Summary and structure

Here, we will focus on the summary and structure of “The Doctor and the Doctor's Wife” by Ernest Hemingway.


Dr. Henry Adams hires three Native Americans (called Indians in the text) to cut some logs on his property. The logs, however, do not belong to the doctor but got separated from a larger load of logs being dragged along the lake by the steamer Magic. When one of the Native Americans, Dick Boulton,...



The short story “The Doctor and the Doctor's Wife” does not follow the traditional plot structure typically used in short stories. Instead, it is organized in three scenes (parts). The first scene illustrates a male-to-male conflict, the second scene, a female-to-male conflict, and the third scene illustrates male-to-male cooperation.

The story is structured around the main character’s outer and inner conflicts which remain open and unresolved. The doctor enters a conflict with the Indians he hired but leaves the argument because he knows he cannot win.



The story begins in media res, in the middle of the action, describing three Native Americans coming to cut some wood for the doctor: "Dick Boulton came from the Indian camp to cut up logs for Nick's father. He brought his son Eddy, and another Indian named Billy Tabeshaw with him." (ll. 1-3)



The middle of the short story, divided into two scenes, develops the conflicts the doctor has with the Native Americans and with his wife.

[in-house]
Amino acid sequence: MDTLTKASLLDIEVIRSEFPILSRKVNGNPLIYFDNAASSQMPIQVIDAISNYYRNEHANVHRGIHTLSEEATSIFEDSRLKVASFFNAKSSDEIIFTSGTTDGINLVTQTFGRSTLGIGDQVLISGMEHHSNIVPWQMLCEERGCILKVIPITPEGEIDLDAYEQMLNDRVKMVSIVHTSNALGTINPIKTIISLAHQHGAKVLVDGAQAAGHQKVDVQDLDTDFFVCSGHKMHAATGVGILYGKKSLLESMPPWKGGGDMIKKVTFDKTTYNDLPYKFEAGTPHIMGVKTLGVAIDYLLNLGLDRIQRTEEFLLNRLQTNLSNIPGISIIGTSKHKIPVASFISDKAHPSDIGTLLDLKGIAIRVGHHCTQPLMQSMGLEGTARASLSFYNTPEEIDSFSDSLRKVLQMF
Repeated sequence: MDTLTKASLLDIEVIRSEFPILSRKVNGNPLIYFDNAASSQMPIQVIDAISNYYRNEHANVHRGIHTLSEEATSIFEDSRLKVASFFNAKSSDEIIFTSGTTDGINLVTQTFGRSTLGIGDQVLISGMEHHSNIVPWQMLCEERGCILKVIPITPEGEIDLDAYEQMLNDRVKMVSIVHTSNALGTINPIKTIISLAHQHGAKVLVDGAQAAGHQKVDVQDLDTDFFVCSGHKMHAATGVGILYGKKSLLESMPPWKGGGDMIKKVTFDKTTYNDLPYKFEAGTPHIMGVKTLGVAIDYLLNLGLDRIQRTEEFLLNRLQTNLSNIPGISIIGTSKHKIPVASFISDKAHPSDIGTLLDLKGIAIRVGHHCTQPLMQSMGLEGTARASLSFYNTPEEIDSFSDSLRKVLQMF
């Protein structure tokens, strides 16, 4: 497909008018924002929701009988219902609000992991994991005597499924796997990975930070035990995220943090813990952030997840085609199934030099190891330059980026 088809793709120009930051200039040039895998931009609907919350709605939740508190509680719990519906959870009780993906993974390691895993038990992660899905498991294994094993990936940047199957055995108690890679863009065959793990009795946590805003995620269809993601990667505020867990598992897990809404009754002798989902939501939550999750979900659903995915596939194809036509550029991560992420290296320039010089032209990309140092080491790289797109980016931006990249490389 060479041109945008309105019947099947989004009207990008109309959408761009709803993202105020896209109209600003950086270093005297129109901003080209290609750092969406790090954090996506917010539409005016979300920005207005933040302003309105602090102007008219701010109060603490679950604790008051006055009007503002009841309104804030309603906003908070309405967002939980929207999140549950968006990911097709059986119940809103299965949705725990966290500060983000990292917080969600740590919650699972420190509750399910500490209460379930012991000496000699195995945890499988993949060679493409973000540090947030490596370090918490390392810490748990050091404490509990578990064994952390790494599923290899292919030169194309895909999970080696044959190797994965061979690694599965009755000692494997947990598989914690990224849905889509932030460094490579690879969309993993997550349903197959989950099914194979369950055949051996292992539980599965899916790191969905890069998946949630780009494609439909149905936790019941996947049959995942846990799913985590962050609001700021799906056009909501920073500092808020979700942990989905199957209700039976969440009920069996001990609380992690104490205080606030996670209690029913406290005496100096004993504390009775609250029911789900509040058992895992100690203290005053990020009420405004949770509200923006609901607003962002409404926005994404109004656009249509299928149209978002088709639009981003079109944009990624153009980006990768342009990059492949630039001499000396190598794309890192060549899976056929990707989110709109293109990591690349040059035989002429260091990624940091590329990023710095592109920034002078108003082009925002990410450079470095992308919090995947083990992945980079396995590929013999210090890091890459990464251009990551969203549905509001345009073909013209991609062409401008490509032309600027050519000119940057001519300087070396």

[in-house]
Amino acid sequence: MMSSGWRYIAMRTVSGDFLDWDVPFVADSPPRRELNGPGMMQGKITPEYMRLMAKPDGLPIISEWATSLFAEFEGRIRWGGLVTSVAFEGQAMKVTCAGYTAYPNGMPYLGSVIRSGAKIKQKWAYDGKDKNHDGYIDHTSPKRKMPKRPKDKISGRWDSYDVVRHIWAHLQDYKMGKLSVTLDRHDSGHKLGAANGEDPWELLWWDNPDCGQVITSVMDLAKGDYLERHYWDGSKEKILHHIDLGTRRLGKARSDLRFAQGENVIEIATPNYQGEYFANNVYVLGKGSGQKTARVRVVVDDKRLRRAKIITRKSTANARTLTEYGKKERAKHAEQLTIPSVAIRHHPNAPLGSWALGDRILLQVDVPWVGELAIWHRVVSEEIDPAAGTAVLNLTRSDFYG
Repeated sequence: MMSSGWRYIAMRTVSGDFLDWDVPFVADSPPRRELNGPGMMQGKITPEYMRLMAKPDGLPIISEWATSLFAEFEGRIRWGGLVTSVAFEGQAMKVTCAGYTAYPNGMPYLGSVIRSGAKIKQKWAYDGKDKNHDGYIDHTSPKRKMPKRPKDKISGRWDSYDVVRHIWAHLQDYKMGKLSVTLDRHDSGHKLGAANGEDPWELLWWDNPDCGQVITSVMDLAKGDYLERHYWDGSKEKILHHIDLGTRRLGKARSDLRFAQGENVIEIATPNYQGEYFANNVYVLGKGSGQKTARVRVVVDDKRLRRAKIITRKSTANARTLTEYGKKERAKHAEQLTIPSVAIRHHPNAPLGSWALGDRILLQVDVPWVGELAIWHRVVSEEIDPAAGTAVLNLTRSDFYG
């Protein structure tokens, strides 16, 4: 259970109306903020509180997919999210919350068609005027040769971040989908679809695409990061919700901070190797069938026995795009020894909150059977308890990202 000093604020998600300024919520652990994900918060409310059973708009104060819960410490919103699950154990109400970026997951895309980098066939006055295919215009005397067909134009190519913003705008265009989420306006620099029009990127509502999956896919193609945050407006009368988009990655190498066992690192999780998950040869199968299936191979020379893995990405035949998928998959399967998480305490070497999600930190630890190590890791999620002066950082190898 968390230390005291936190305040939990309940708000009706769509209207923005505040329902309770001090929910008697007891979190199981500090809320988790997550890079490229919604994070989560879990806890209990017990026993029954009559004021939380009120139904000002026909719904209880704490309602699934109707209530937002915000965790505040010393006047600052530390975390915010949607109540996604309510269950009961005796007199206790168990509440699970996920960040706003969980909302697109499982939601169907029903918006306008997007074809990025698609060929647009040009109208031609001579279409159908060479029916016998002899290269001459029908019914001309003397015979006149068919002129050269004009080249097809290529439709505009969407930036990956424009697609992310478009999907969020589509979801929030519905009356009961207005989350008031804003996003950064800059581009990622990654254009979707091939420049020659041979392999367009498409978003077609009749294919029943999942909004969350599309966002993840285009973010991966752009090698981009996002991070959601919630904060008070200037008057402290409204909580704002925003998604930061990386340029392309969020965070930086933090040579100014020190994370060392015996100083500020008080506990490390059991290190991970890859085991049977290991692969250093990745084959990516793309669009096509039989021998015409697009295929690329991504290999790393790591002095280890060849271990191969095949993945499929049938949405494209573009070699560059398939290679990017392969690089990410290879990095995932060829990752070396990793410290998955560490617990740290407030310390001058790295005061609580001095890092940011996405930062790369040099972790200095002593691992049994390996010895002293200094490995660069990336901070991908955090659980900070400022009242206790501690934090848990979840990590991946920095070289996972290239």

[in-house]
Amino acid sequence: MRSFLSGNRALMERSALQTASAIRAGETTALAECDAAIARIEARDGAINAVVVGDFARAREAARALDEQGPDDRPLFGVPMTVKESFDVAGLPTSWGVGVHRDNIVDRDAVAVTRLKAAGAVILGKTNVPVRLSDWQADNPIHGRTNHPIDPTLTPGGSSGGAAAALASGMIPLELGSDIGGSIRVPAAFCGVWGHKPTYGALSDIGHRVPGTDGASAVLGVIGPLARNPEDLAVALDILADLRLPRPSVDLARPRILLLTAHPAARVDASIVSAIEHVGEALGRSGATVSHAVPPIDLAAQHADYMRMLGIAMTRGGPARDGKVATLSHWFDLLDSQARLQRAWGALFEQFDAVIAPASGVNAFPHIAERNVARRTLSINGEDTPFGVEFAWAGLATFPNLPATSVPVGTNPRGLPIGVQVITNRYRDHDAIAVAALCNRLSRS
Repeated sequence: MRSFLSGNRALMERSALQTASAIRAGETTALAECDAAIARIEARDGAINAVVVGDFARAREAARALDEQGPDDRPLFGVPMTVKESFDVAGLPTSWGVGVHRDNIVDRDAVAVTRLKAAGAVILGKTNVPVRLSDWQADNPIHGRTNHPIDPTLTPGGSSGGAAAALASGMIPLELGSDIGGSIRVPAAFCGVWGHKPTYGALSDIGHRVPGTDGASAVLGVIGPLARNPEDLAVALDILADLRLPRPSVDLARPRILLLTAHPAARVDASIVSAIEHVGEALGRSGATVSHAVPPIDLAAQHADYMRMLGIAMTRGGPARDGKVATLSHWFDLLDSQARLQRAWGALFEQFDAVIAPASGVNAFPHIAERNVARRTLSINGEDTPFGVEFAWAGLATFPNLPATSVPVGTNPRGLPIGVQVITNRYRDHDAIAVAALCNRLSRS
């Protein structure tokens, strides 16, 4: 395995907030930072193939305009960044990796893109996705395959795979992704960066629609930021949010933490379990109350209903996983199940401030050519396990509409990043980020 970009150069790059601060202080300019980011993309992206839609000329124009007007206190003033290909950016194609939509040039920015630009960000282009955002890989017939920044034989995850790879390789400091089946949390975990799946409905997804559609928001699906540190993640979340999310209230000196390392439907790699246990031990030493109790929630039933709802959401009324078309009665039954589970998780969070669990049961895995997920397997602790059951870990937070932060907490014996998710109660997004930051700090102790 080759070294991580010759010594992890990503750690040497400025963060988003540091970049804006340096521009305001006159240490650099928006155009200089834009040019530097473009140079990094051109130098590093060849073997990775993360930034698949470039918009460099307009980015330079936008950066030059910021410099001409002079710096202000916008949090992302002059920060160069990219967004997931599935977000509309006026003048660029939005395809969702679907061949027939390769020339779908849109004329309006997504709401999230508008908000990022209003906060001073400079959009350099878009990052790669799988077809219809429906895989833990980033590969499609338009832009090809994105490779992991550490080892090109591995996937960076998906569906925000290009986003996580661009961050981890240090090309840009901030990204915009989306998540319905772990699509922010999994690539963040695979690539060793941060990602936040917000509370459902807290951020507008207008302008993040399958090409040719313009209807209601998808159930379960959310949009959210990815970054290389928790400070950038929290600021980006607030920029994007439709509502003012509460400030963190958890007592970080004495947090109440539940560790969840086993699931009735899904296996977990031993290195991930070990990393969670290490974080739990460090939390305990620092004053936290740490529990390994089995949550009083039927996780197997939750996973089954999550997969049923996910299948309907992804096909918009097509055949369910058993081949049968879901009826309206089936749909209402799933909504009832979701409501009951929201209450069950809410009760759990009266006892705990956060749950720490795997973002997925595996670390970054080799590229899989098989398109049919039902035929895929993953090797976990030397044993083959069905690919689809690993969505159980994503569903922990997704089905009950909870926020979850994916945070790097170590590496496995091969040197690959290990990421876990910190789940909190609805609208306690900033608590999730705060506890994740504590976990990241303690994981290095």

In the first scene, the doctor enters an argument with one of the Native Americans, Dick Boulton, who jokes about the doctor stealing the logs. However, the doctor is offended by the man’s accusation, and tension increases: " ‘Well, Doc,’ he said, ‘that's a nice lot of timber you've stolen.’ ‘Don't talk that way, Dick,’ the doctor said. ‘It's driftwood.’ " (ll. 35-36)

The more Dick argues that the logs are stolen, the more enraged the doctor becomes, as his reputation and image are at stake. Ultimately, he asks the Native American men to leave if they consider him a thief: " ‘Take your stuff and get out.’ ‘Listen, Doc.’ ‘If you call me Doc once again, I'll knock your eye teeth down your throat.’ " (ll. 55-57)

Their conflict remains unresolved as the doctor heads to his cottage and the Indians take their tools and leave the doctor’s property.



The ending of the short story comprises the third and final part of the narrative. The scene takes place outside the cottage in “the hemlock woods” (l. 112) and involves the doctor and his son Nick.


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